Security and mobility issues dominate conversion discussion

Chilliwack will be one of the first communities to have door-to-door phased out by Canada Post later this year

Gilles Chagnon

Mail security was the main concern of Chilliwack residents who filled out mail-in surveys about the Canada Post plan to end door-to-door mail delivery.

Those with limited mobility or disabilities also noted concerns about the conversion to locked community mailboxes, which could be located down the street from them.

Chilliwack is one of the first communities in the five-year plan to have door-to-door phased out this year, as they started conversion efforts on the outskirts of larger urban centres.

So there’s heightened concern from many sectors about the transition.

The Canadian Union of Postal Workers requested to be a delegation before Chilliwack council about the elimination of door-to-door but the response was that a council meeting “was not the platform” for such a discussion, as it was more of a labour relations matter.

CUPW represents about 63 workers in Chilliwack, and about 21 of those members are mail carriers.

Canada Post Corp. reps were invited to appear and several appeared in council chambers this week as a delegation.

“We will ensure that every Canadian is able to get their mail,” stated Gilles Chagnon, municipal engagement/government affairs rep for Canada Post, in his report to Chilliwack council on Tuesday.

Just under 12,000 residential households in Chilliwack with a postal code beginning with V2P will see the conversion to CMBs on Nov. 16, along with 134 business customers. About the same number already have the mailboxes.

“Making the decision to end mail delivery to the door has been difficult,” Chagnon said.

Only about one-third of Canadians still receive their letter and parcel mail at the doorstep.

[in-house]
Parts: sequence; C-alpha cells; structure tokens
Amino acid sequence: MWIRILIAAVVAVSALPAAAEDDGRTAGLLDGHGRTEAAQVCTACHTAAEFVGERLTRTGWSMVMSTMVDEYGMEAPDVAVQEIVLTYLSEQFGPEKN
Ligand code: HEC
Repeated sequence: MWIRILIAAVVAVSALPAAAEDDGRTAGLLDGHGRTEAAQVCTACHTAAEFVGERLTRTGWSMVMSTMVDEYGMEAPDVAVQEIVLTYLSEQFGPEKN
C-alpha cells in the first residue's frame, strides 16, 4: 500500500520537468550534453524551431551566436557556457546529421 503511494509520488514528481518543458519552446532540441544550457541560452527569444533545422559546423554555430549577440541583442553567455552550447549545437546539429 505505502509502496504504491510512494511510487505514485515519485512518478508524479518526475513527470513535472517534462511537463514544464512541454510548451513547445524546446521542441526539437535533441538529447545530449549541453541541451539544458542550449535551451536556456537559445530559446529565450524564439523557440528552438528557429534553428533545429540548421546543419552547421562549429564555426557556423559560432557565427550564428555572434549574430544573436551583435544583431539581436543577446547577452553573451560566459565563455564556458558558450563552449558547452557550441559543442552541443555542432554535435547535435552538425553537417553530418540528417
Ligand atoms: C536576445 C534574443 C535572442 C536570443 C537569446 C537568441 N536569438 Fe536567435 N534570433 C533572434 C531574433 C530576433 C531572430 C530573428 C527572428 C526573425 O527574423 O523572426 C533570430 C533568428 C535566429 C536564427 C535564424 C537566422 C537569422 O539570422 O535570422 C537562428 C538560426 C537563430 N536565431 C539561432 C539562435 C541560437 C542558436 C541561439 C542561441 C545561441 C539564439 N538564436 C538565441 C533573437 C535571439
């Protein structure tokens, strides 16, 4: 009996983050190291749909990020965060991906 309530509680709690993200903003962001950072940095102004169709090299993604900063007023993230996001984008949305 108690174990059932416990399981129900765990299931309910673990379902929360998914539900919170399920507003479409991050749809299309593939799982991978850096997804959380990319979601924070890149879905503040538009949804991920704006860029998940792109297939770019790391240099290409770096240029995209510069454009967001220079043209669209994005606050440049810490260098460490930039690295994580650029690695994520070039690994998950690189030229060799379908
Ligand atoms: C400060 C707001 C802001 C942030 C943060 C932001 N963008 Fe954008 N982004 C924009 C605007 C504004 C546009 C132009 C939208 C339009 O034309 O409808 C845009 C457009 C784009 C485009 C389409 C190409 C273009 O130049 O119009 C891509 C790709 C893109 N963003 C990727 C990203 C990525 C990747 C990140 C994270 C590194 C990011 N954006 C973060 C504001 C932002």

Locals were asked for feedback in a consultation survey recently, asking for preferences about location and style of CMBs or community mailboxes.

They’re working on finding “alternative approaches” for those “for whom the change would be a considerable hardship,” Chagnon noted.

Site selection for the new boxes will be partly from the feedback received, using safety and proximity as considerations.

Canada Post will install the new mailboxes, and then keys will be delivered with the date when to start using them.

Mail theft is still an ongoing irritant.

“It’s true that crime is a reality here, and theft of mail, even one incident is too many,” he said.

Mayor Sharon Gaetz thanked the Canada Post rep for honouring a request from council to come to Chilliwack to address the changes to delivery and the issue of mail security.

“Security is the number one complaint I have heard from people,” Gaetz said about the conversion plan. “I’m glad you’re taking it seriously.”

The other question the mayor had was about potential job losses of postal workers.

Chagnon replied that the losses are expected to be all from attrition, as thousands are set to retire in the coming years.

“No one will be let go for the purposes of this project,” he stated.

Municipalities have noted concerns about the snow removal and graffiti cleanup costs after switching the CMBs, and Mayor Gaetz added that the conversion process will be “an adjustment” for many residents.

The “historic shift” from paper to digital transactions is in part responsible for the decision to end home delivery, according to Chagnon. The corporation delivered fewer than two billion pieces of mail in 2013, or a decrease of 1.2 billion, way down from the five billion pieces it delivered back in 2006.

The end of delivery is part of a five-point plan Canada Post will follow to find efficiencies, sustain postal services and save money.

With less paper mail and more addresses to deliver to, the math just didn’t “add up,” he said.

See the public feedback they put in a report called ‘Our Consultation With Canadians’ at A toll-free number to call for seniors or those with significant mobility issues to get special accommodation consideration is 1-844-454-3009.

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